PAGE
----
7. The sad thing is that Colbert actually said some pretty smart things, but they will of course get overlooked as people argue about whether or not he was funny. (Which he was, IMHO. I guess we can debate whether or not satire is appropriate on CSPAN or whatever.) Towards the end of his initial statement, he said something along the lines of it being a good idea to grant legal status to migrant workers, because then they’d fall under the jurisdiction of labor laws, which would then improve working conditions, which would attract more Americans to the jobs, which, hey, isn’t that the goal? The other thing I thought was interesting is that Colbert pointed out that only 60 people participated in the Take Our Jobs campaign, and Colbert’s larger point was that conditions for migrant workers are awful and something should be done about that.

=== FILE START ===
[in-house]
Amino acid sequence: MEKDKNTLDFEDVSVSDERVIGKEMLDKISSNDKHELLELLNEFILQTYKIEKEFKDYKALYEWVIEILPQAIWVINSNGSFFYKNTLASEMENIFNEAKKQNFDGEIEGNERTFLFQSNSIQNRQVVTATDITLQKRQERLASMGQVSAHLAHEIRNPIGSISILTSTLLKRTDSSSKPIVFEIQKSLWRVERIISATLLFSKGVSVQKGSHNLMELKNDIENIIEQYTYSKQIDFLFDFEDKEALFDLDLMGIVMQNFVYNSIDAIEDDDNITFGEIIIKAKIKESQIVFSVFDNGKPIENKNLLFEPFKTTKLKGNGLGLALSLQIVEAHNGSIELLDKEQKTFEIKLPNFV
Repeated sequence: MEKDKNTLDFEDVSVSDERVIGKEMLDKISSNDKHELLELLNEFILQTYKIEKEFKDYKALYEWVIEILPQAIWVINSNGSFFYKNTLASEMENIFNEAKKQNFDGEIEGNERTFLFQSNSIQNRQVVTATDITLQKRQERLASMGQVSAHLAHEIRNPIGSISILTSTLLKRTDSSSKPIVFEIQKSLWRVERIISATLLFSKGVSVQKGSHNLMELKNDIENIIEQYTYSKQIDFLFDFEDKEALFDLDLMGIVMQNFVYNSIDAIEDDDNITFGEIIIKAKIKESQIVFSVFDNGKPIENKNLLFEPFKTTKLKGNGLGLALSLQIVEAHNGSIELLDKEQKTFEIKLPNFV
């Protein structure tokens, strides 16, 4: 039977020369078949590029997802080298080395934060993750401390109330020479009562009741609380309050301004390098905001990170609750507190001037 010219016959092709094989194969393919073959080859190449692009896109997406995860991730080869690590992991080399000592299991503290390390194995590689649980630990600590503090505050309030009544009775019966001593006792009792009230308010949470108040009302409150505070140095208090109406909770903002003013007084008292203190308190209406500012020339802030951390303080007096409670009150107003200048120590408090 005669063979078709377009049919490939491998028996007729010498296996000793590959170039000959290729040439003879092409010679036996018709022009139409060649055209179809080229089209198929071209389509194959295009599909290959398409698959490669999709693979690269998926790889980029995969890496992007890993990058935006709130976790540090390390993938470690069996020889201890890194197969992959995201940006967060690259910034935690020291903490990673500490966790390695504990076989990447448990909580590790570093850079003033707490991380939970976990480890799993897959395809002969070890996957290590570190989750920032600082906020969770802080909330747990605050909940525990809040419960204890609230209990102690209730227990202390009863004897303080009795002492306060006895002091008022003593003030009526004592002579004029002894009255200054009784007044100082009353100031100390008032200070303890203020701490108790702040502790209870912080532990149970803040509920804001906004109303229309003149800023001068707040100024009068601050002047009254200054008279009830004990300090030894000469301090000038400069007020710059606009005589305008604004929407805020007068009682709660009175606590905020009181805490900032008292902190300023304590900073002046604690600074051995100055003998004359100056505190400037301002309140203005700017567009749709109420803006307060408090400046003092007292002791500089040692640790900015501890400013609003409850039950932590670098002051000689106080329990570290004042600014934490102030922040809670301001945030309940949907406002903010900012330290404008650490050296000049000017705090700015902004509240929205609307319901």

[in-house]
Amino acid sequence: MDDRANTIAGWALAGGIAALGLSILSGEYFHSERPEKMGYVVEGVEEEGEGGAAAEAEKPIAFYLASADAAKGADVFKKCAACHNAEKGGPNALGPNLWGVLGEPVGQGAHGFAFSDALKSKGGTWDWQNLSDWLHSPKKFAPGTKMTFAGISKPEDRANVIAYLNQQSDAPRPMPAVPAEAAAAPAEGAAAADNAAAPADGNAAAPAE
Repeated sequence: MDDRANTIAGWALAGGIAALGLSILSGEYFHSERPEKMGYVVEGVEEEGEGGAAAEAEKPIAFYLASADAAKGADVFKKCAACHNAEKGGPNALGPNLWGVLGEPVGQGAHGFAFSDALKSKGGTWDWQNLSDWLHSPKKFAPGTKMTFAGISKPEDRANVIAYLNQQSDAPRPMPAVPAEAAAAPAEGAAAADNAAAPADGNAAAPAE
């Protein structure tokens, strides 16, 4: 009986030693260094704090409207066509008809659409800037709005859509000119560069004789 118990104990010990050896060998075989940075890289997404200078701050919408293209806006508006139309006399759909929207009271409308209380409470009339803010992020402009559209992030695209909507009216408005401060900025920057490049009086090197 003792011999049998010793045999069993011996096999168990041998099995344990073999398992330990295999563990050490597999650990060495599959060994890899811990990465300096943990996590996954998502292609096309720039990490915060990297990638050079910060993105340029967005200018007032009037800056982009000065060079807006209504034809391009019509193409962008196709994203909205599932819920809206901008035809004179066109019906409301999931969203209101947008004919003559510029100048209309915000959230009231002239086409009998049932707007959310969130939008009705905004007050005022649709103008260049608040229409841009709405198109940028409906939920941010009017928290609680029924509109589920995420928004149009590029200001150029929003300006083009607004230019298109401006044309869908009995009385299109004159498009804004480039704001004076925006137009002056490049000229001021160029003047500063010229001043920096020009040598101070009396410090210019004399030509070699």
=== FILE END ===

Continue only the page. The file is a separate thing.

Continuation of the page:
And at least Colbert is funny on purpose.

  8. Joan,
    You’re right. Why have Colbert come in? Bringing in a comedian will only piss off the clowns.

  9. As I said over at Digby’s joint: I don’t know why people are so upset. I mean, it’s not like it’s the first time someone has testified to Congress in a persona of mock gravitas while spewing a collection of obvious absurdities and ridiculed the entire process of legislative hearings.

    I mean, Colbert is good, but he can’t hold a candle to Wolfowitz telling us that the Iraq War would last six weeks and pay for itself. Wolfie NEVER broke character for a moment, and years later, some of those Congressmen have still not figured out how badly he was mocking them.